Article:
A Filipino’s Sorrows from Abroad

With his eyes puffy and red from crying, Ryan Chua glanced up in preparation for his interview, ready to spill his heart about his country in turmoil, Philippines.

It has been two weeks since Typhoon Haiyan hit the Philippines, taking an estimated 10,000 citizens, one-third of which are children.

Aid from international countries, including the U.S. and the UK, is slowly trickling into the country, making its way to the most hard hit parts.

For Ryan, this week has been filled with sleepless nights, where he sits up watching broadcast coverage of his homeland.

“Some days I just sit here crying in my room,” Ryan said. “I hate feeling comfortable, it is uncomfortable to feel so comfortable here.”

Ryan is a Chevening Scholar working on his MA at City University London within the field of international journalism. Being an international journalist is also one of the difficulties he is over coming while studying in London.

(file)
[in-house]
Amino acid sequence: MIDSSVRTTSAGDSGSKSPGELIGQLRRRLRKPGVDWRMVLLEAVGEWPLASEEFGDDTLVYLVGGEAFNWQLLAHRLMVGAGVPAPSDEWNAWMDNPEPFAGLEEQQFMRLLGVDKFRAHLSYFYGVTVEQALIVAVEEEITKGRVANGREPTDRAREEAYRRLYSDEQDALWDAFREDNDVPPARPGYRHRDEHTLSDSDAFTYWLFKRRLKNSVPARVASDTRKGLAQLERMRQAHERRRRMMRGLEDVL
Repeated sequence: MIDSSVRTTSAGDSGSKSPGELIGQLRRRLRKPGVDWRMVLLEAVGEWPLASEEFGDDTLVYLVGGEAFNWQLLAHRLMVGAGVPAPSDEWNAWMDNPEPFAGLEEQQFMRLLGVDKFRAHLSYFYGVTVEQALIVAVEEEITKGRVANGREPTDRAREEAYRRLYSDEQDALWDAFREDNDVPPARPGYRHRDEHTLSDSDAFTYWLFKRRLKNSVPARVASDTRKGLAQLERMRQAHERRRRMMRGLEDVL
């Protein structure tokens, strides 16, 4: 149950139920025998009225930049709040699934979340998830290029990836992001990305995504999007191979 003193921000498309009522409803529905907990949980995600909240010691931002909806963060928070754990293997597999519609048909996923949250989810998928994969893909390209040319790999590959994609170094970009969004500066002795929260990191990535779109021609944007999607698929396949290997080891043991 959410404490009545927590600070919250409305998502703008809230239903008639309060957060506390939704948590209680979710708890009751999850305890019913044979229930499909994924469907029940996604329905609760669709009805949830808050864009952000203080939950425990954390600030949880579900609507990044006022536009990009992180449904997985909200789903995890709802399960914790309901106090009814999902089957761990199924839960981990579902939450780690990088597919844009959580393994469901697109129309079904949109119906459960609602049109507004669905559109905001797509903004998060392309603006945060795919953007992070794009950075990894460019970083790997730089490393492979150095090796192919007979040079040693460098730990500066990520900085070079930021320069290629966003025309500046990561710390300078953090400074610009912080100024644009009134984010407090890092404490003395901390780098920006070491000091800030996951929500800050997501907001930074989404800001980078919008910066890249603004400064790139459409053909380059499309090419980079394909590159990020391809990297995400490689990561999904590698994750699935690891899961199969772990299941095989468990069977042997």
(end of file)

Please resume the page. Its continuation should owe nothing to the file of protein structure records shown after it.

“I feel like I need to do something, and the journalists in me tells me that, ‘Hey, you should be there and doing your job,’” Ryan said.

Ryan has been in contact with his mom back at home and fortunately enough all of his family is safe. But he still feels for those who lost their lives.

“Even if those who died aren’t related to me, I really feel for them. It is seeing your countrymen suffer like this and I am far away; it still breaks my heart.”

With more than 100,000 followers on Twitter, Ryan has been communicating whatever he can to show his countrymen what is being done here in the UK and also around the world in efforts to help those back home.

“I’ve started to do whatever I could; I want to do my part. As a journalist, I’ve been contributing stories for free to my network back home,” Ryan said. “I’m trying to show my fellow countrymen, that although there are Filipinos here, far away, we are trying to do our part and make a difference.”

Video Produced by Katherine Iorio


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